But there are issues which should go beyond electoral speculation, such as crimes against humanity. Those youngsters calling for more concern for current human rights and becoming irritated with “the human rights of the 1970s” as an issue for old people might well be right. But we adults, and much more so those aspiring to public offices, must not exploit that frustration by banalising the crimes of the 1976-1983 dictatorship and finding incentives for the ignorance of those who did not live in the last decades of the past century.
That is why it is imperious to approve now, with the same speed with which the government secured approval for amending the fourth category of income tax scales, a law to penalise denialism but now with the votes of Juntos por el Cambio and the entirety of the opposition.
Germany, France, Switzerland, Austria, Belgium, Spain,the Czech Republic, Israel, Latvia and Liechtenstein have legislation penalising, with different degrees of severity, those justifying or denying the Holocaust. In France being an apologist for war crimes or crimes against humanity, Holocaust denial or denial of the 1915 genocide committed against the Armenians under the Ottoman Empire are all considered criminal offences.
And the resurgence in this century of partisans of the extreme right has made it necessary for first Austria and then, in 2005, Germany to amend their Criminal Codes to define the exaltation of Naziism as a manifestation of the crime of incitement to racial hatred, an offence which contemplates prison sentences of up to 10 years in the case of Austria and three years in Germany.
In Argentina various bills have been presented to penalise denialism, although they have often lost parliamentary status due to the inactivity of our Congress, a fact often motivated by extreme political polarisation. Such is the case of the bills presented by the deputies Cecilia Moreau (2016 and 2018); Daniel Pérsico (2017); Horacio Pietragalla (2019) and Patricia Mounier (2021), as well as by Senator Alfredo Luenzo in the latter year. Last year this initiative was repeated by the deputies Estela Hernández in March and Eduardo Fernández in September. Those presented this year by María Carolina Moisés in June and Gisela Marziotta in July await treatment in the lower house’s Criminal Legislation Committee while Senator María Inés Pilati Vergara also presented a bil back in July. Just as the rise of the extreme right 60 years after Naziism obliged Germany to toughen its punishment of growing denialism, Argentina is undergoing a similar process, 40 years after the dictatorship, making penalisation more necessary.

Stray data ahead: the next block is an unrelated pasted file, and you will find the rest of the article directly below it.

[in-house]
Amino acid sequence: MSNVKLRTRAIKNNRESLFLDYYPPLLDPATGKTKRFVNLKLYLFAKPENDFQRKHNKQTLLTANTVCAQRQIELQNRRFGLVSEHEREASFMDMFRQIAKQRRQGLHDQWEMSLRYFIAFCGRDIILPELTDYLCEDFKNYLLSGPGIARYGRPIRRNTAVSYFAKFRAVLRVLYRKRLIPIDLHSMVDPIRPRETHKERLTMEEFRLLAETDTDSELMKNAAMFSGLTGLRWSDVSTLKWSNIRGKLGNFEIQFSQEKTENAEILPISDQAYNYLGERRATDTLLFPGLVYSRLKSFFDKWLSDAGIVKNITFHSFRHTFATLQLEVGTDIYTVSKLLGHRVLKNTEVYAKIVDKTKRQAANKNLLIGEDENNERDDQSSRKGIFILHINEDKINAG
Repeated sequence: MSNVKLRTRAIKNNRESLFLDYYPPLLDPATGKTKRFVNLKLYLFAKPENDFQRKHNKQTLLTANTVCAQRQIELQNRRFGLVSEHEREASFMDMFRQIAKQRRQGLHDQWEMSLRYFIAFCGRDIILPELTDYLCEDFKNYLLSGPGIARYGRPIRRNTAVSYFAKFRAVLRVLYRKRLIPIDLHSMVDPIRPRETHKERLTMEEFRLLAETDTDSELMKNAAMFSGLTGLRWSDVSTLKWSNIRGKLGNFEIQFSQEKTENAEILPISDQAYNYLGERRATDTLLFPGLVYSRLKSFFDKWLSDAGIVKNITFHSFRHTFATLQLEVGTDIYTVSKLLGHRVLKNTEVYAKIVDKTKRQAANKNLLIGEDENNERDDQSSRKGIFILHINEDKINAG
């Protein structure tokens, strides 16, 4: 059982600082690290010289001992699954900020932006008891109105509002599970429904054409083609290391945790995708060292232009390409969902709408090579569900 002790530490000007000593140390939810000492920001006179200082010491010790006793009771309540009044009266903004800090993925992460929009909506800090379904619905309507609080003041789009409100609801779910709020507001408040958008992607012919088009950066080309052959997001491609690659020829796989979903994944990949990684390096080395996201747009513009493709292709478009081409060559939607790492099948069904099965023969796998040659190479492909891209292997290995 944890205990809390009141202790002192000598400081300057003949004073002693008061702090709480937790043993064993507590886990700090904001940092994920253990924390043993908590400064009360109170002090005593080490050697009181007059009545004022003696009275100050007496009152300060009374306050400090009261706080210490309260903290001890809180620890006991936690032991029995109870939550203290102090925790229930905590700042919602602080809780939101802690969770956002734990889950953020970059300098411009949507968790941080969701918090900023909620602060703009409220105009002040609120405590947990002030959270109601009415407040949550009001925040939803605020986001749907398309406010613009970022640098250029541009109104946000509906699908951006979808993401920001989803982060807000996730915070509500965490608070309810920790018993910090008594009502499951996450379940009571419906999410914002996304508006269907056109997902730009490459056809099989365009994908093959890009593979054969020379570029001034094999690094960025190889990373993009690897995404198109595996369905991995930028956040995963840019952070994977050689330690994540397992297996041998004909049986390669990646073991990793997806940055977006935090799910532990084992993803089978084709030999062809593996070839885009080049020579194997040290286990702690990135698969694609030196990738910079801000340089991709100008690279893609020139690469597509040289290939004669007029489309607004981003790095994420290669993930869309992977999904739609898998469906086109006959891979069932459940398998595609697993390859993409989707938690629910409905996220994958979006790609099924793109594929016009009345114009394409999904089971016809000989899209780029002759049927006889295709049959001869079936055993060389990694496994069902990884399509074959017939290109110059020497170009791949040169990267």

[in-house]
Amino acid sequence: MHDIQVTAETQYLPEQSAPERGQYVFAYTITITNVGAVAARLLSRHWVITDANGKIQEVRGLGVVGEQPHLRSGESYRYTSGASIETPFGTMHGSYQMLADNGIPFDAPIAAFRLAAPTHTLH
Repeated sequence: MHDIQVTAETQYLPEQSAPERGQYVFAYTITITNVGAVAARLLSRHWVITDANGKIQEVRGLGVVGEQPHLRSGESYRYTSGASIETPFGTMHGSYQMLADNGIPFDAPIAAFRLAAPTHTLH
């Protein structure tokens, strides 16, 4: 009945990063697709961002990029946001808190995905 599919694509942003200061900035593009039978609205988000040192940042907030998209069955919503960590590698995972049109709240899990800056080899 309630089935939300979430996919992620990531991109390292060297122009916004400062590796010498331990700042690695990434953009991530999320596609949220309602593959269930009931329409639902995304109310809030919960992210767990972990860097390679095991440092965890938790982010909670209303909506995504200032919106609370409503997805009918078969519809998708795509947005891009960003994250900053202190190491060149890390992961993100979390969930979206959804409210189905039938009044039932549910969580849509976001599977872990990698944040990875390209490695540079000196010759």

As part of the celebrations of the 40 years since recovering democracy, Editorial Perfil is distributing in schools a re-edited compilation of El Diario del Juicio, its 1985 publication covering the 18 months which the juntas trial lasted.
On the same day as the vice-presidential debate, the publication was relaunched in the solemn courtroom of the Cámara Federal del Palacio de Tribunales, where the military juntas of the dictatorship stood trial and were convicted.
The date was not arbitrary. On September 20, 1985 the CONADEP (Comisión Nacional sobre la Desaparición de Personas) truth commission delivered its Nunca Más report, containing the accumulation of the evidence for crimes against humanity which served as the basis for the subsequent trial. Four of the five presidential candidates (Patricia Bullrich, Sergio Massa, Juan Schiaretti and Myriam Bregman) were present with their testimony: the only one refusing to do so was the libertarian Javier Milei. In my final words to close the ceremony, I called upon the political parties not to await a new Congress but to approve a law to penalise denialism now.
All the bills to penalise denialism come from Peronist legislators. In Alfonsín’s honour the Unión Cívica Radical should present one synthesising them all, thus uniting the opposition with the government in an issue that goes beyond party lines.